Tuesday, October 16, 2012

Review - "A Hen in the Wardrobe"

Home is where the heart is, they say, but what happens when your heart is in more than one place?  For Ramzi’s father, Mr. Ramadan, this causes quite a problem in Wendy Meddour’s debut novel, A Hen in the Wardrobe.  Poor Mr. Ramadan is acutely homesick, you see, and because of this has begun sleepwalking again, leading him to unfortunate and frankly hilarious situations such as searching for the title hen in his son’s wardrobe and climbing a tree as an endangered snow leopard (Mr. Ramadan is also deathly afraid of heights).  When a sleep specialist recommends Mr. Ramadan take a trip home, Ramzi’s father packs up the family and leaves grey, grey England for the mountains of Algeria.  Once home, Mr. Ramadan starts sleeping like a baby, and Ramzi gets to know a home away from home.  Ramzi comes face to face with the nefarious Boulelli, a spider that lives in the woods and feasts upon children, stands up to a bully, and learns that he alone may hold the key to his father’s health and well-being.

A Hen in the Wardrobe is a charming tale of family relations and has a sensitive heart for those who call multiple places around the globe home.  It gets off to a bit of a rocky start, beginning in the middle of the action and hardly slowing down.  I had a hard time with the characters at first, especially Ramzi’s friend Shaima who seems picked straight from the tree of plucky, young, (annoying) genius girls.  But once the story shifts to Algeria, it really spreads its wings and gets comfortable.  The book is full of Arabic words and phrases (and offers a handy-dandy glossary in the back), and colorful characters that really make you feel the place and time.  This is a wonderful book for children who are curious about other cultures and other religions.  On the whole, I am very grateful for books like this, which offer one important step on the road to a more tolerant world.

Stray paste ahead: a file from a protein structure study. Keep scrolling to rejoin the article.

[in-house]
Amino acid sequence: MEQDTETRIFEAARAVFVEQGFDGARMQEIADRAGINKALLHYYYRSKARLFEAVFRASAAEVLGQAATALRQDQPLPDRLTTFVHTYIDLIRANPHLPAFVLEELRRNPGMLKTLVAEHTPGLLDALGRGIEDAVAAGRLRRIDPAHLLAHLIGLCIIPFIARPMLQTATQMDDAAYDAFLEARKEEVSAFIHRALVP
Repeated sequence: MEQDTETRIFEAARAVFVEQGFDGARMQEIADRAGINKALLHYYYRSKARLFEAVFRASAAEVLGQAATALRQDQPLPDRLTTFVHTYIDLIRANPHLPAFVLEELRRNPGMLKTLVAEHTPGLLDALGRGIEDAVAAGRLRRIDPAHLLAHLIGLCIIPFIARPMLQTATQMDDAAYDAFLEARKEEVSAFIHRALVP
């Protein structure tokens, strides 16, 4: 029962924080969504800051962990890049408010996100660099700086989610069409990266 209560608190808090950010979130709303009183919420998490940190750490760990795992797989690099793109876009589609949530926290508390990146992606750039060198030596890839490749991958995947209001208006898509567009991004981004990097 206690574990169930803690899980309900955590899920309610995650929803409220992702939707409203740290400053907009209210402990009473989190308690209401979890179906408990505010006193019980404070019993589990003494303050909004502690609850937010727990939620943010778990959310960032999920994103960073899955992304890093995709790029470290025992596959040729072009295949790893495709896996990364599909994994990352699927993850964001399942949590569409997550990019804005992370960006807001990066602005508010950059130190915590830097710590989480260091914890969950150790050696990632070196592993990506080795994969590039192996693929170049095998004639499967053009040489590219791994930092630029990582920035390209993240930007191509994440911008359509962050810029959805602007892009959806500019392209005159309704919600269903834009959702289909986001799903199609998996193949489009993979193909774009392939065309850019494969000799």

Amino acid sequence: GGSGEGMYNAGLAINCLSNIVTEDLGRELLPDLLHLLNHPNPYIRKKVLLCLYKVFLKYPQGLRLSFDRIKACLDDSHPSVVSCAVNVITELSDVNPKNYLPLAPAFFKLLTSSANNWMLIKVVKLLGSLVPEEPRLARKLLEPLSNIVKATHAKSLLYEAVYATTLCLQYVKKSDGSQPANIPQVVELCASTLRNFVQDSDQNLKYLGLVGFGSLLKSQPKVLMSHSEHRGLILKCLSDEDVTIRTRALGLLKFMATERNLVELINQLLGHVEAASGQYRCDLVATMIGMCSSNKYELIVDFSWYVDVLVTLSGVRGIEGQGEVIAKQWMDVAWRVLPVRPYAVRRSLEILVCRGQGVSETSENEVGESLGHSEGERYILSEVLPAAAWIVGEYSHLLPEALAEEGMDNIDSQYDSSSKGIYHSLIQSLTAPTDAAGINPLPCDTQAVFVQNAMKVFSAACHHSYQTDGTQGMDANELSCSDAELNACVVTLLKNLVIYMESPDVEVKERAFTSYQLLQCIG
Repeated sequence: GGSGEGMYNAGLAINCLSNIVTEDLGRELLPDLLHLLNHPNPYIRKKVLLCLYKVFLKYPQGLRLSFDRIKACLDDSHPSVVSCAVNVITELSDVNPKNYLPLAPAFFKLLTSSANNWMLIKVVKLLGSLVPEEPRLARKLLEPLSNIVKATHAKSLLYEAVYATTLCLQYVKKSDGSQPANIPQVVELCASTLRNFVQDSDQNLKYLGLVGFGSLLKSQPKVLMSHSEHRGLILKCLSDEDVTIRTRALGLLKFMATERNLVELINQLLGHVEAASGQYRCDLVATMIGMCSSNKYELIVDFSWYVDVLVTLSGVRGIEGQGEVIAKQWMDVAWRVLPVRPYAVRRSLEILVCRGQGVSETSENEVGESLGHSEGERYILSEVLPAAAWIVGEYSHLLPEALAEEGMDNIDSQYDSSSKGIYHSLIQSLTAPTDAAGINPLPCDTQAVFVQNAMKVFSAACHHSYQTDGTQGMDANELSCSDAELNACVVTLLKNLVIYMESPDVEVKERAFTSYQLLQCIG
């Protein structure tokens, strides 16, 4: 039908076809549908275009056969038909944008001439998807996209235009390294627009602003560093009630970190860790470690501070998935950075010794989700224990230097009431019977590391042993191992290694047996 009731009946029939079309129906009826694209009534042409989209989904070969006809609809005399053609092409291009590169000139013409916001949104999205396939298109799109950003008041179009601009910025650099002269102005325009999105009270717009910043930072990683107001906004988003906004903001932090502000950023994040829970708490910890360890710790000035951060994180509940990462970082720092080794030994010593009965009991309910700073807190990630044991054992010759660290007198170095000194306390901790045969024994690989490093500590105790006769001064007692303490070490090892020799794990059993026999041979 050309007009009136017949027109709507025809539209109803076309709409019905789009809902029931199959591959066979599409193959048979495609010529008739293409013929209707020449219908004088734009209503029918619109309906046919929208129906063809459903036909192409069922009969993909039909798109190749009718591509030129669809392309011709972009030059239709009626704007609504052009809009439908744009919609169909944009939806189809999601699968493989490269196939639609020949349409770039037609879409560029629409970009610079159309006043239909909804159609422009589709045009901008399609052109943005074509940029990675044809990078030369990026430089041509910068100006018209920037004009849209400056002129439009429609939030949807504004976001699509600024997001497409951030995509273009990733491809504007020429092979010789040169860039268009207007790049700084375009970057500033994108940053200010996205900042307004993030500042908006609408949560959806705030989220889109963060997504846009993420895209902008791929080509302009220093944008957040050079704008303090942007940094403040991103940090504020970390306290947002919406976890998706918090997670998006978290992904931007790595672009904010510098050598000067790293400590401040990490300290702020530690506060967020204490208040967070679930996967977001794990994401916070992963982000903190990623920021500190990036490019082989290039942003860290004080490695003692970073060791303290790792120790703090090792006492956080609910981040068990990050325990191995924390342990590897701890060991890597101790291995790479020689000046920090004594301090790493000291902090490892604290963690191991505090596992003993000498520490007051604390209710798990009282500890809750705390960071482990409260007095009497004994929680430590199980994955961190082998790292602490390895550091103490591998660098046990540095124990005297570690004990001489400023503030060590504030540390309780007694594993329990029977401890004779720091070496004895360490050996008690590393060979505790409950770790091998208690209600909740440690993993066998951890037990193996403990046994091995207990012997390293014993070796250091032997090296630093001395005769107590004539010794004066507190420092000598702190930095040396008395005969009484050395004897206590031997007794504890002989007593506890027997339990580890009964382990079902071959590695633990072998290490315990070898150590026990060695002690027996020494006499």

A Hen in the Wardrobe by Wendy Meddour
2012, Frances Lincoln’s Children’s Books
Final copy sent from publisher for review


  1. Thank you for taking the time to do such a thoughtful and insightful review. The second book in the series has just been published, but it might not be quite your cup of tea as it's centred on Shaima Stalk!!! (She's based on a little Pakistani child-genius I'm friends with. Honest! ) Oh, and I love the title of your blog. Clever.

  2. Thank you for commenting! I'd like to invest in the sequel, because I'm interested to see how you developed Shaima's character. Is it available yet in the US?

  3. I've just asked my publisher .... Will let you know as soon as they respond.

  4. (Now available on kindle in the US. Paperback officially due out early 2013, but some sellers on amazon.com now - though with postage) Hope this is helpful.

  5. Thanks for the info! I don't have a kindle, so I'll look out for the paperback. :)